It’s a good thing I’m not the superstitious type…

… otherwise I might get a little nervous at the sight of all the crows in the trees when I leave work every day. Here’s a couple of crappy camera phone pics that don’t really do them justice:

Click to embiggen!

For some reason they always seem to gather outside in the trees about the same time every day. These shots were taken around 5:30PM as I was leaving for class. Some days there are easily close to 100 crows in those trees and they make quite the racket.

As I said before, if I were the superstitious type I might find that troubling, but my personal theory is that the operators here get a break at 6PM and quite a few of them grab complimentary snacks and then head outside for a smoke. Being your typical humans there tends to be a fair amount of junk left lying on the ground by the less considerate people working here—half eaten bags of chips, near-empty cola cans—just the sort of stuff that a bunch of crows might find worth hanging around for.

4 thoughts on “It’s a good thing I’m not the superstitious type…

  1. Ever get the feeling you’re in a bad “The Birds” remake?  smile  Or that scene in Resident Evil: Extiction with the creepy undead crows.

    At my house, every evening beginning around 6pm or so, bats start gathering, flying around my house snatching at all the insects that are out there. (the bugs haven’t started crawling out of their hybernation yet this year so no bat shows yet)

    It is extremely disconcerting to see several dozen bats flying wheeling and darting all around me but making no sound at all (that I can hear at least) especially when it gets dim enough that I can only catch them out of the corner of my eye.  I’ve tried several times to get video of the ‘event’ but the low light and the speed of the bats foils my cheap JVC camcorder.  But it’s pretty creepy, enough that I feel uncomfortable staying outside too long when this is going on.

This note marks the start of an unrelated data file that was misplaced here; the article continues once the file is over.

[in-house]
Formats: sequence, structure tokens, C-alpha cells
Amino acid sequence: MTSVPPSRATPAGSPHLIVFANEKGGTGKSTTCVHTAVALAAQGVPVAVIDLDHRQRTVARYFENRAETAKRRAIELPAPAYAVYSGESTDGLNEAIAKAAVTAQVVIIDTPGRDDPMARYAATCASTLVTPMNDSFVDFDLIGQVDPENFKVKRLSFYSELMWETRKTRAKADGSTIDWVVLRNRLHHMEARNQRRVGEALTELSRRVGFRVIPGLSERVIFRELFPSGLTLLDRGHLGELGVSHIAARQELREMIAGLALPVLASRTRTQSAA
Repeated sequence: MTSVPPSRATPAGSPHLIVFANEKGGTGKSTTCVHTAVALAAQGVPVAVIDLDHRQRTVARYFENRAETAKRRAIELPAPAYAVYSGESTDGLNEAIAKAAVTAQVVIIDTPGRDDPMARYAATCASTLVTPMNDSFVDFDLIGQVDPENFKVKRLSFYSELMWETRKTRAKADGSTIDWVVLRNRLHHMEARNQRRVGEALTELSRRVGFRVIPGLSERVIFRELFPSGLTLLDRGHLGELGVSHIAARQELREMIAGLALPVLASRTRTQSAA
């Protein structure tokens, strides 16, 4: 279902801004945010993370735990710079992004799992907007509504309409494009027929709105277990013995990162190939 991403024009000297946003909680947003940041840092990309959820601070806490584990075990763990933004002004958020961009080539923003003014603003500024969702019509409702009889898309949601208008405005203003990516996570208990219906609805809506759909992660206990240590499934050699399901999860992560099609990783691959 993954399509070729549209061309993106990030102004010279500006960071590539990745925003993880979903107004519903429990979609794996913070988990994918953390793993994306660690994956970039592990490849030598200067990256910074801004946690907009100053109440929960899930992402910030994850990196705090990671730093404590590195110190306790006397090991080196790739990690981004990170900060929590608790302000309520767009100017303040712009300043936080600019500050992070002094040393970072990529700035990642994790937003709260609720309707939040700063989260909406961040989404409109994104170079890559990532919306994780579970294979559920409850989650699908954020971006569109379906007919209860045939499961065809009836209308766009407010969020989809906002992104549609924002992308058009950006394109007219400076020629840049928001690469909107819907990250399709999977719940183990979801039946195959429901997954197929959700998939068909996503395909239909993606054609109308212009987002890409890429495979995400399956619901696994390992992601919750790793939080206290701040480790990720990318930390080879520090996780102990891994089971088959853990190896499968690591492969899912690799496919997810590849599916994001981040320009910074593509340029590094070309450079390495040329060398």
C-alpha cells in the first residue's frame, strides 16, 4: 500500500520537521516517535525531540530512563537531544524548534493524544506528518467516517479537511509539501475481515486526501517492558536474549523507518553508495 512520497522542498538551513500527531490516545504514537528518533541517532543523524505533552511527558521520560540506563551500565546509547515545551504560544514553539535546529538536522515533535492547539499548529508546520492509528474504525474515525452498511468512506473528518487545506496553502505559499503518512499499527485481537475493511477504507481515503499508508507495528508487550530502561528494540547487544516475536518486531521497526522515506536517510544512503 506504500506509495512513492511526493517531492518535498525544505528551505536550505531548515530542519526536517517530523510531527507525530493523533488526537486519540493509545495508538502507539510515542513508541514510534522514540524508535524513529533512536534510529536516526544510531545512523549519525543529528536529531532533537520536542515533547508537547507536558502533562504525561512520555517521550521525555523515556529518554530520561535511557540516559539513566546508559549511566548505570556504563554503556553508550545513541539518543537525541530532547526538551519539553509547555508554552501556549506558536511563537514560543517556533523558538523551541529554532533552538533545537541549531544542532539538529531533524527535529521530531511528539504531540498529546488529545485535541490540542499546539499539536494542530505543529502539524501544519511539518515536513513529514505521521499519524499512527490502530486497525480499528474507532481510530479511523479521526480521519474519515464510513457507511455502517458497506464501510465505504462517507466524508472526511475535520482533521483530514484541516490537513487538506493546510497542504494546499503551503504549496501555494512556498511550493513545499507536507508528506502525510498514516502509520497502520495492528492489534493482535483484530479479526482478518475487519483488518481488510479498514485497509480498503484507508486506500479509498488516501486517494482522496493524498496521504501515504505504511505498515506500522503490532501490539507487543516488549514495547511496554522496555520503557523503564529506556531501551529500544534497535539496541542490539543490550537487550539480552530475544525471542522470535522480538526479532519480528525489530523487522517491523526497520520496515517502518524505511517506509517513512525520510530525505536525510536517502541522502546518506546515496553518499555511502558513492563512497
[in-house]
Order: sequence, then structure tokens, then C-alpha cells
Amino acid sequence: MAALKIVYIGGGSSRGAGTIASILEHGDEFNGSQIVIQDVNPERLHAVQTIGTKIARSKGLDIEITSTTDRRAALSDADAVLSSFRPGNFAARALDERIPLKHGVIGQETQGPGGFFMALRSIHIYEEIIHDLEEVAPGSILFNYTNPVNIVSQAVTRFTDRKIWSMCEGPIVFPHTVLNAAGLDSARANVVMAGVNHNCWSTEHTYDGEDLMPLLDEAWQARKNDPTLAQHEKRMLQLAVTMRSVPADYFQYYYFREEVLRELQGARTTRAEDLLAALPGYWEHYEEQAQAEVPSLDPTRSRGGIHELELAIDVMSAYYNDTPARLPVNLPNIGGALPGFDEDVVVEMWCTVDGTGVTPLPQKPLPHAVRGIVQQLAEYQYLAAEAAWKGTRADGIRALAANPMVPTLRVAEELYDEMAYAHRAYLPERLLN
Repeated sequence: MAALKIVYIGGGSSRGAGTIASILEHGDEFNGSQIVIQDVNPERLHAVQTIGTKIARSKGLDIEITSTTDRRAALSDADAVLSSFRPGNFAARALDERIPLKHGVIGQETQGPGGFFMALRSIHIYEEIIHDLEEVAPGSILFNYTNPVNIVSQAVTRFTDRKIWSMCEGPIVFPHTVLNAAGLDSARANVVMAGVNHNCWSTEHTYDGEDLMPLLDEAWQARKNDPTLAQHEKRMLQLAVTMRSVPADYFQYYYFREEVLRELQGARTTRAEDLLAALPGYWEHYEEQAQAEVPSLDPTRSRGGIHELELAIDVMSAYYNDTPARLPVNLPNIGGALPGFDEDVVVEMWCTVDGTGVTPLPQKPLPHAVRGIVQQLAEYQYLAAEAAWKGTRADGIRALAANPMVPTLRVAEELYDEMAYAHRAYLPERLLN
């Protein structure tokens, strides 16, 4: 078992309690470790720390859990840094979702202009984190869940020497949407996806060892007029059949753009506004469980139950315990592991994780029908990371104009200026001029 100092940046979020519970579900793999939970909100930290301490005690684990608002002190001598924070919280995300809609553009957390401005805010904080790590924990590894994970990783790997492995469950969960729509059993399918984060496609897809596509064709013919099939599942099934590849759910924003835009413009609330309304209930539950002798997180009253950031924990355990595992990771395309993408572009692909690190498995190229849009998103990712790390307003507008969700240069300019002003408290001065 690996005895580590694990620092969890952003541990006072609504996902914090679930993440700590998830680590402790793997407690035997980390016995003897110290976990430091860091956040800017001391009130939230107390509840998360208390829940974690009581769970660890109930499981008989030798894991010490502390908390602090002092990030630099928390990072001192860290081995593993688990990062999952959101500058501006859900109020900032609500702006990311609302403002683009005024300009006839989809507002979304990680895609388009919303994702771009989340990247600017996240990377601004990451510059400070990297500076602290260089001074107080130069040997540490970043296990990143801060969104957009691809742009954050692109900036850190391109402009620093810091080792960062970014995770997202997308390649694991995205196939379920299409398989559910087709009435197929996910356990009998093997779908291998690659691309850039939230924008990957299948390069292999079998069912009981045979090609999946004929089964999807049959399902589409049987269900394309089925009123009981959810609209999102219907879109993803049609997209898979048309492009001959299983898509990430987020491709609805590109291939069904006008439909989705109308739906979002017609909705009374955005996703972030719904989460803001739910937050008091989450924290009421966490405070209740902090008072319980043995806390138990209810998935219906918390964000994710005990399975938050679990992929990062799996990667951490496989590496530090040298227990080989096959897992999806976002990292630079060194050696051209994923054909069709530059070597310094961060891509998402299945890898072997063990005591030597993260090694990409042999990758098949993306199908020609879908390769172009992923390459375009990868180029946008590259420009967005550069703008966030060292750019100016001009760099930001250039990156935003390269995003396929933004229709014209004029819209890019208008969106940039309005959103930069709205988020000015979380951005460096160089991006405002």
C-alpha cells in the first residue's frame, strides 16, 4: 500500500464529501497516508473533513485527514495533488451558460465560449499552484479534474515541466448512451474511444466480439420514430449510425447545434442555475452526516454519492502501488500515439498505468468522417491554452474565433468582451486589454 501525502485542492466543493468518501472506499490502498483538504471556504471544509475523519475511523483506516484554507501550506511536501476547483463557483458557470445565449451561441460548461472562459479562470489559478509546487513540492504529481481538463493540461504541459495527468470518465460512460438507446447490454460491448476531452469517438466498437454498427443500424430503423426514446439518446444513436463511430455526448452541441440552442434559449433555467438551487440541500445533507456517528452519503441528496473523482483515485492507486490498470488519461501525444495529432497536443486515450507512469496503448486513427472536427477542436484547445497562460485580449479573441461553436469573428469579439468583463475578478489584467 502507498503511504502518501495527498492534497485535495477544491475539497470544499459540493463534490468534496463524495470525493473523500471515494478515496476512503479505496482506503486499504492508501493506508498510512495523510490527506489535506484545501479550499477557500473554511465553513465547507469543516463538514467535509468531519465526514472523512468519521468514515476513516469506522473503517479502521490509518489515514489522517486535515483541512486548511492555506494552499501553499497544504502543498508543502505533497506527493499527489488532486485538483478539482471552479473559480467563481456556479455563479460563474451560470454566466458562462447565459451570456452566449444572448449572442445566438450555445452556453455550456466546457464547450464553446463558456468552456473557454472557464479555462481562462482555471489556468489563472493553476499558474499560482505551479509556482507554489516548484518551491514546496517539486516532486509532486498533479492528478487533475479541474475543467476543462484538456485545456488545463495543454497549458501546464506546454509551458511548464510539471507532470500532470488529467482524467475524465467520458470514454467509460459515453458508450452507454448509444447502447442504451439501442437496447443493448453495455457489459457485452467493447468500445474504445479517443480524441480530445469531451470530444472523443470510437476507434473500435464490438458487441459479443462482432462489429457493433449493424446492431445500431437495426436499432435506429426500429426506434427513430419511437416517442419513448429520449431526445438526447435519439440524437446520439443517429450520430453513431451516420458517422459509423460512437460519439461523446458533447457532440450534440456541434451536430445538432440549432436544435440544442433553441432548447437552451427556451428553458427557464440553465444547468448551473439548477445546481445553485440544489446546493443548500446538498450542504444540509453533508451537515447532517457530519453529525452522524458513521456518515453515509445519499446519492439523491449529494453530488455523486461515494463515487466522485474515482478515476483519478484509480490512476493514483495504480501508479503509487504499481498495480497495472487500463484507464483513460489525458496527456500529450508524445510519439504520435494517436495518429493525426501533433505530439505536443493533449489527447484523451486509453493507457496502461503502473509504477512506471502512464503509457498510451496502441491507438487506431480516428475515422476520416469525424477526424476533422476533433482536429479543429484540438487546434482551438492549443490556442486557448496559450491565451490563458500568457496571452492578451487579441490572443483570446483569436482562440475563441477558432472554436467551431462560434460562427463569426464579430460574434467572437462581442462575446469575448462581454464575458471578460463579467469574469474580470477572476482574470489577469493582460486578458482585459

2. Our campus is winter home to thousands of crows, in the tall trees over the quad.  It’s eerie to hear them all talking in the evening as they arrive.  Once I was way off-campus and saw the murder arriving – it looked like a high-altitude smoke monster.

    Crows are very different from other flocking birds.  They don’t fly information, all turning at once.  They’re more like a bunch of people, each noisily deciding where they will go.

    Sometimes after they settle down, you can hear them making sounds that are vaguely like human voices.  That must be the source of many legends, and one particularly notable poem.

  3. In the mornings on the way to work there is a stretch of road (28th in Boulder) that has evenly spaced light polls for about 4 blocks.  During the winter the Ravens perch there since it is warmer than…oh…a rock or a tree, and some mornings you end up with a perfect grouping of one Raven per light for the entire length of that four blocks.  It is both very cool looking and very spooky. smile

  4. When I was re-enacting one of the Society pointed out we were being followed round Cadbury Hill fort (possibly the ‘real’ Camelot) by crows/ravens, as though some sort of racial memory said “Humans with spears and shields- there will be food soon”

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